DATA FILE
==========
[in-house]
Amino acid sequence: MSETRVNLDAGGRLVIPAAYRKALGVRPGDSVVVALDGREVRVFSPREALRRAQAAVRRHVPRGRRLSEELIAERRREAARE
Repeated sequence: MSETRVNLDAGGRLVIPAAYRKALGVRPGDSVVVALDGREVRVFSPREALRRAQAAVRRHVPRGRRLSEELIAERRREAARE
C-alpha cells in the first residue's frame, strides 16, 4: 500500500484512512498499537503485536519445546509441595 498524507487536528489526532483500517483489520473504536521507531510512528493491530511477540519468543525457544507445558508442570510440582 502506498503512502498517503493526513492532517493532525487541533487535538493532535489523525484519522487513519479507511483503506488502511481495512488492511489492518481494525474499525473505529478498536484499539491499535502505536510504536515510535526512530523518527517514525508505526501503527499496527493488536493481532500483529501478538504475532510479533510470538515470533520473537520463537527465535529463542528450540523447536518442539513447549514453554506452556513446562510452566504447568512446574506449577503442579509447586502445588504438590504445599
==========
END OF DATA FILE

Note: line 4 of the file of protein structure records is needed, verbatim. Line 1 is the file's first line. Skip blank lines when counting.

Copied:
C-alpha cells in the first residue's frame, strides 16, 4: 500500500484512512498499537503485536519445546509441595 498524507487536528489526532483500517483489520473504536521507531510512528493491530511477540519468543525457544507445558508442570510440582 502506498503512502498517503493526513492532517493532525487541533487535538493532535489523525484519522487513519479507511483503506488502511481495512488492511489492518481494525474499525473505529478498536484499539491499535502505536510504536515510535526512530523518527517514525508505526501503527499496527493488536493481532500483529501478538504475532510479533510470538515470533520473537520463537527465535529463542528450540523447536518442539513447549514453554506452556513446562510452566504447568512446574506449577503442579509447586502445588504438590504445599